The collective million-dollar-per-episode payday made headlines.

The on-set collective bargaining started due to suggestion from Schwimmer in season 1. The actor who played Ross on Friends was the breakout star of the show in early episodes (he was also the first to shoot a commercial, get his own movie, and buy his own house. Schwimmer came into Perry’s dressing room and suggested they renegotiate their contracts as team, and insist they all get paid the same amount. “It was a decision that proved to be extremely lucrative down the line, David had certainly been in a position to go for the most money, and he didn’t … it gave us a tremendous amount of power. By season 8, we were making million dollars per episode; by season 10, we were making even more.”

Perry never filmed Friends while high

The actor is honest about the many times he was using, but he maintains that he never used while on set. “I was never high while I was working, I loved those people — I wanted to always step up for them, and I was the second baseman for the New York Yankees.”

He opens up about the times he worked hungover. At one point, Jennifer Aniston came into his trailer to tell him the cast knew he had been drinking because they could smell it. He also took limos to set when he was too hungover to drive, which earned him some “dubious” looks: “Everyone would ask me if I was all right, but nobody wanted to stop the Friends train because it was such moneymaker.”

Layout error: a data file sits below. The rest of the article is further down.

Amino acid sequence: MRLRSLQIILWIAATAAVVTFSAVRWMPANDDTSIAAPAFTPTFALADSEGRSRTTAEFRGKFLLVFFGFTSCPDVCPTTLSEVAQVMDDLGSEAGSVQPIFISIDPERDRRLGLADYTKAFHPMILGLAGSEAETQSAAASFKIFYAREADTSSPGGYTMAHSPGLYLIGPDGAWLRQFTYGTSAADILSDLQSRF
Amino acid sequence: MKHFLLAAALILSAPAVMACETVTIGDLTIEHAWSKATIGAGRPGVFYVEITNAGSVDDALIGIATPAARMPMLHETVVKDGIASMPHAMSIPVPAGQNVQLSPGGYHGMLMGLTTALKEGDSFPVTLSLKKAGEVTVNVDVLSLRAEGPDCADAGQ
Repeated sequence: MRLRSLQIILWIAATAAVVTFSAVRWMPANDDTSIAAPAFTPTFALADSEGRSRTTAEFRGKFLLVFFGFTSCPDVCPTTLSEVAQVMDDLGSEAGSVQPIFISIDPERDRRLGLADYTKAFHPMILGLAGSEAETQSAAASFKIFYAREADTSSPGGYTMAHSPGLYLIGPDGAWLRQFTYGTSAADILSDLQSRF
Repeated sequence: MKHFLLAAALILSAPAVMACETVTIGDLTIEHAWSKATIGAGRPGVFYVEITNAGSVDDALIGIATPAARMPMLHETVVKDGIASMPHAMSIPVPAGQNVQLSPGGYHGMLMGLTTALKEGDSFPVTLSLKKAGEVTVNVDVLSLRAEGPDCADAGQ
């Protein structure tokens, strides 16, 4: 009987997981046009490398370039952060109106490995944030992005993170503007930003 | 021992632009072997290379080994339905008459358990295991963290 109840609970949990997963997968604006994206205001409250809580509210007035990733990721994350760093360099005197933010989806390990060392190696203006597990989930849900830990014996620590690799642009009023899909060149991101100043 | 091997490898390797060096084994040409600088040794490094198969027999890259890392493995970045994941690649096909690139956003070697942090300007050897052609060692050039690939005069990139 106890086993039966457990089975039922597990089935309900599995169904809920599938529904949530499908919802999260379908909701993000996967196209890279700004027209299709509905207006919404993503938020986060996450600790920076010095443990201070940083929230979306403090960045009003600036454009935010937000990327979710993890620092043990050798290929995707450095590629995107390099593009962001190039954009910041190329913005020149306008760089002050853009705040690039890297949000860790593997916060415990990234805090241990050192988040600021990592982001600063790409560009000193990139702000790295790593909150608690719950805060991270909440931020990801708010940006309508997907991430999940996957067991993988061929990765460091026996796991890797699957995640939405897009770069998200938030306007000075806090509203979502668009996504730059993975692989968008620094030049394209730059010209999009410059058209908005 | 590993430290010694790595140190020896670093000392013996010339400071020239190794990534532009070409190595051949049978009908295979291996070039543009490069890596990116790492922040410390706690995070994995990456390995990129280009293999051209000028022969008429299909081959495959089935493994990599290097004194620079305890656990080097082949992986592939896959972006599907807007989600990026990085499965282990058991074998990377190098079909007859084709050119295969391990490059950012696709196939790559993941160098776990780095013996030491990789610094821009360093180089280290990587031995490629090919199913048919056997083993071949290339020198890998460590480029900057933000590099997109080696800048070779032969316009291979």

Sober during Season 9 of Friends 

The actor shot season 7 finale, which featured Chandler and Monica’s wedding, while living at Malibu rehab facility. By the summer after season 8, he had gotten clean again, and Perry says he stayed that way for the entirety of season nine, which he describes as his most successful on the show — it was also the only season for which he got nominated for a best actor Emmy. “What did I do differently that season? I listened. I didn’t just stand there and wait my turn to speak,” he writes.

While promoting his book, Perry told the N.Y. Times that he had been clean for 18 months. He was newly drug-and alcohol-free when the Friends reunion aired in May 2021. “I’ve probably spent $9 million or something trying to get sober,” he estimated.